Well, yeah, it's a great question, Adam and to continue with some of the stats here on anonymous comments. When you asked a question of what their motivation is for not using their real identity, 48% said that they felt that they could be more honest with an anonymous profile, 34% said it was for other reasons, things like protecting personal security, avoiding bias, and then 5% said that they did so because they wanted to say mean comments and didn't want to say these comments with their real identity. I think that the same group said that the places they comment anonymously the most: 50% on news sites, 45% on political sites, 19% on personal blogs. I can attest it. If you ever read the Washington Post, it's just amazing what goes on in the comments on each and every story in the Post.
But I guess the other question they asked was where people are most likely to use their real identity when leaving comments and 83% of people said that it was on sites that they frequent, where obviously there's some connection or some feeling that they are a part of the community there.
So I think that where that kind of takes us is that 59% of everyone that was surveyed said that anonymous comments do have some value to them just as much as real names do. People are able to express their opinion and make valid arguments in their comments, even if they are not putting their name behind it. I know that's certainly been the case I'm sure with you too, Adam, where you can read people's responses to things. Even if it's a silly name, you can still see the good, well thought-out argument, an intellectual argument that either supports or refutes something else in the comments or in the post. So it's really still, I think in many cases, the content you can see through as real content versus someone trying to advertise or promote something else.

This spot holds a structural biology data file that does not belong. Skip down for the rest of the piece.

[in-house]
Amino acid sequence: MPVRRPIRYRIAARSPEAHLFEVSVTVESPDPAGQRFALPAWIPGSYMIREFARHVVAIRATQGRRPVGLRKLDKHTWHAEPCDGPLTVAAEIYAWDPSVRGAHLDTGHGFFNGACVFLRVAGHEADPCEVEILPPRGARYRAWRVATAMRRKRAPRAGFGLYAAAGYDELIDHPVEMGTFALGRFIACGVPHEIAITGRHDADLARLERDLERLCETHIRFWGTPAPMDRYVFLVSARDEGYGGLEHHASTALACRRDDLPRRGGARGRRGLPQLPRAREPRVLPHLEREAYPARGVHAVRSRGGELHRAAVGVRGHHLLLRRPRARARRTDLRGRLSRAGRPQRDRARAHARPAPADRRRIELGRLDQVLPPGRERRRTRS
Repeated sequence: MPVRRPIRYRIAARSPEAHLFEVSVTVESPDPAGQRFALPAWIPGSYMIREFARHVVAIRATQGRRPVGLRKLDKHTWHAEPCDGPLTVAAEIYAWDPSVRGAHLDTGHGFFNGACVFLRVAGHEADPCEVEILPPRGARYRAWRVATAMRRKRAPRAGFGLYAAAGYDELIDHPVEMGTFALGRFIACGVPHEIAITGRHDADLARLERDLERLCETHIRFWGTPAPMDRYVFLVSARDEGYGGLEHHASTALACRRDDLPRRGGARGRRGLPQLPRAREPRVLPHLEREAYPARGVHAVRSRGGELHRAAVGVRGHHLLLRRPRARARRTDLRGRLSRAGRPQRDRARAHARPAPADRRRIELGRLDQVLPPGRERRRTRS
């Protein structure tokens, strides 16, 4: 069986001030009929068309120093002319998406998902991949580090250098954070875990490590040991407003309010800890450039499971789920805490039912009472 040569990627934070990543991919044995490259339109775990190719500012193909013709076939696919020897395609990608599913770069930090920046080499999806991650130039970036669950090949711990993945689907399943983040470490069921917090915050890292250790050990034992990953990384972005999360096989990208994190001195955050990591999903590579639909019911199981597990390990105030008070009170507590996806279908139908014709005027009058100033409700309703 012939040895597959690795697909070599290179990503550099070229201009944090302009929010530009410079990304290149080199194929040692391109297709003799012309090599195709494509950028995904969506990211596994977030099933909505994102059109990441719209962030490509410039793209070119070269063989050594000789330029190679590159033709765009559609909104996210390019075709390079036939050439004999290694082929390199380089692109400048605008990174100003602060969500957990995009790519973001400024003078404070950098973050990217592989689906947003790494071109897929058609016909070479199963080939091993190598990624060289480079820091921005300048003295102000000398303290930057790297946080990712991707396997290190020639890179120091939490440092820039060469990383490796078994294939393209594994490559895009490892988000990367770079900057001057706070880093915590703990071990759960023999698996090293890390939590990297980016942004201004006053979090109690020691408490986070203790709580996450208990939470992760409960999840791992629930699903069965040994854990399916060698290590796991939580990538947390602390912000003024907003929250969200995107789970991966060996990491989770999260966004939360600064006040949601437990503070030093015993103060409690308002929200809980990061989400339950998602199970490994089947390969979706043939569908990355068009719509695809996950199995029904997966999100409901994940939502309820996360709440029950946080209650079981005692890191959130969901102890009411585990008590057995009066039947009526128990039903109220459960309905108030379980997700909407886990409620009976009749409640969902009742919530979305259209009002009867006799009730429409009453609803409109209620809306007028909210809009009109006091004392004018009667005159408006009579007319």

So I think that the question here is like, should you or should you not try to manage the comments in your website, and Barry Ritholtz that you mention said that his basically requirements for posting comments has grown from something from one or two paragraphs. I think in the article, it said that it's up to something like six pages now of just how he has to go through and explain his moderation and what a valid comment is and what a valid comment isn't.
I think that clearly comments are a great way to get some feedback on the effort that you're pouring into these posts. Barry Ritholtz has his 30,000 posts out there. Clearly he wants some feedback and to sharpen your thinking, and understand what questions people might have. But I think the real trouble we all have here, Adam, is that you have to wade through 50 horrible comments for every legitimate one. It just is lot of work for not a lot of return.
Yeah, and the psychology behind this is also just fascinating, how people are more likely to be mean or negative to other people when they are anonymous, and that's just fascinating. I'm not sure why that is, but people just need to do it, needs to be an outlet. But I do think it's dragging the overall quality of the dialog down. So it is an interesting phenomenon, and the spam, of course, is just out of control. Anyone who has tried to manage a comments section understands without some sort of mechanical protections that there is just no hope.